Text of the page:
Google Says Goodbye to CDMA

Posted on Feb 7 2012 - 12:00pm by Christopher Allega

Google has announced that it will end Android support for CDMA phones and tablets, including phones supported by Verizon.

Customers are protesting against the change, however, the company clarified that this change will affect only those phones with Android Open Source Project (AOSP) source code.

Google Inc. said in a statement, “For various technical reasons, recent CDMA Android devices implement core telephony functionality in .apk files provided in binary form by the carriers. To function correctly, these .apk files must be signed by the so-called ‘platform’ key. However, when an individual creates a custom build from the AOSP source code, they don’t use the same signing key as these CDMA flies were signed with. The result is that these files don’t work properly, and pure AOSP builds running on these devices can’t place calls, access mobile data, and so on”.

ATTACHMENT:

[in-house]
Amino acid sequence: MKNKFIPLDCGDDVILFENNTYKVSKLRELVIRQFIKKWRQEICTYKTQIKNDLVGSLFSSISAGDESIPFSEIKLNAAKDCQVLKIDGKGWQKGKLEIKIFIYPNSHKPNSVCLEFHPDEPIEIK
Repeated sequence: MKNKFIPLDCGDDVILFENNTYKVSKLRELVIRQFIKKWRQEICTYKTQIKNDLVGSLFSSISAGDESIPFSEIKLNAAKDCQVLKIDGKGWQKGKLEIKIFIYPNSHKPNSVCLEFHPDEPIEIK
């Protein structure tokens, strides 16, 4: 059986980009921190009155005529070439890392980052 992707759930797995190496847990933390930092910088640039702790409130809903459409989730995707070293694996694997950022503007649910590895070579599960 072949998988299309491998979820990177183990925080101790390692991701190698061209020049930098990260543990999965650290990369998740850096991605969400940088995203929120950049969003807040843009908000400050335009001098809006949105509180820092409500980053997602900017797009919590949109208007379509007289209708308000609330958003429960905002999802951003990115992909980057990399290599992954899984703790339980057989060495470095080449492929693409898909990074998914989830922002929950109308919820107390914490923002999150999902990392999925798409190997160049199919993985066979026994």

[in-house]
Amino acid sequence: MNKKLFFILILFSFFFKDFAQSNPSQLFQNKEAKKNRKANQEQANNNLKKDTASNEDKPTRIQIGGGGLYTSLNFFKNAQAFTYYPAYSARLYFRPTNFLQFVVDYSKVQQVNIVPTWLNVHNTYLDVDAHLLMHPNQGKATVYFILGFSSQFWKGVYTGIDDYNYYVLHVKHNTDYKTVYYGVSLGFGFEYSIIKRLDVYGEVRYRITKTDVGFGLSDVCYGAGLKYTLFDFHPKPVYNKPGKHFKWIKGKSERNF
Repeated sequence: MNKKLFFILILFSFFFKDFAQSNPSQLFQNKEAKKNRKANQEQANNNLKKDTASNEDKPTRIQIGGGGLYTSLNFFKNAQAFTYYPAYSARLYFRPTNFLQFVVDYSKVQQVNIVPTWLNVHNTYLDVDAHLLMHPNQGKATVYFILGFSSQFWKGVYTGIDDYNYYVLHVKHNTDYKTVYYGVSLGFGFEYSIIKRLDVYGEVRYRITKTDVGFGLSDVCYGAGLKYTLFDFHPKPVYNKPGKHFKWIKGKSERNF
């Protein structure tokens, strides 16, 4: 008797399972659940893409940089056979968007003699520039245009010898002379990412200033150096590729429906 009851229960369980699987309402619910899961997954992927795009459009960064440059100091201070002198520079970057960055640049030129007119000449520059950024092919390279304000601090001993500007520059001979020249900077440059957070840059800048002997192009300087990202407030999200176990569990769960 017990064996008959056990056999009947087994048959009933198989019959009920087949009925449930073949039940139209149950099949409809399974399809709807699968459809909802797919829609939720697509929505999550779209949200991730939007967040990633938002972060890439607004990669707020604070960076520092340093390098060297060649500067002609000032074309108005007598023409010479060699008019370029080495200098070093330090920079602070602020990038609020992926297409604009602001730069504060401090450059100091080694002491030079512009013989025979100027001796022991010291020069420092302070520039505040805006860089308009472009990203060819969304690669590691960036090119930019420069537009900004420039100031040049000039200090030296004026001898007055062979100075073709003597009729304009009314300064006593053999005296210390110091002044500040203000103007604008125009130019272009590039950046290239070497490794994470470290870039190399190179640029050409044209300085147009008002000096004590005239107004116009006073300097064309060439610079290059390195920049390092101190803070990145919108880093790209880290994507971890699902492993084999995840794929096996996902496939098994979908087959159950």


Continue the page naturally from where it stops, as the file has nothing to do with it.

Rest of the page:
While this answer will reassure many, there are still questions over the issues that linger, particularly for Android power users who are looking to customize their own handsets. There’s also uncertainty about what this new policy might mean for CDMA users of Android worldwide.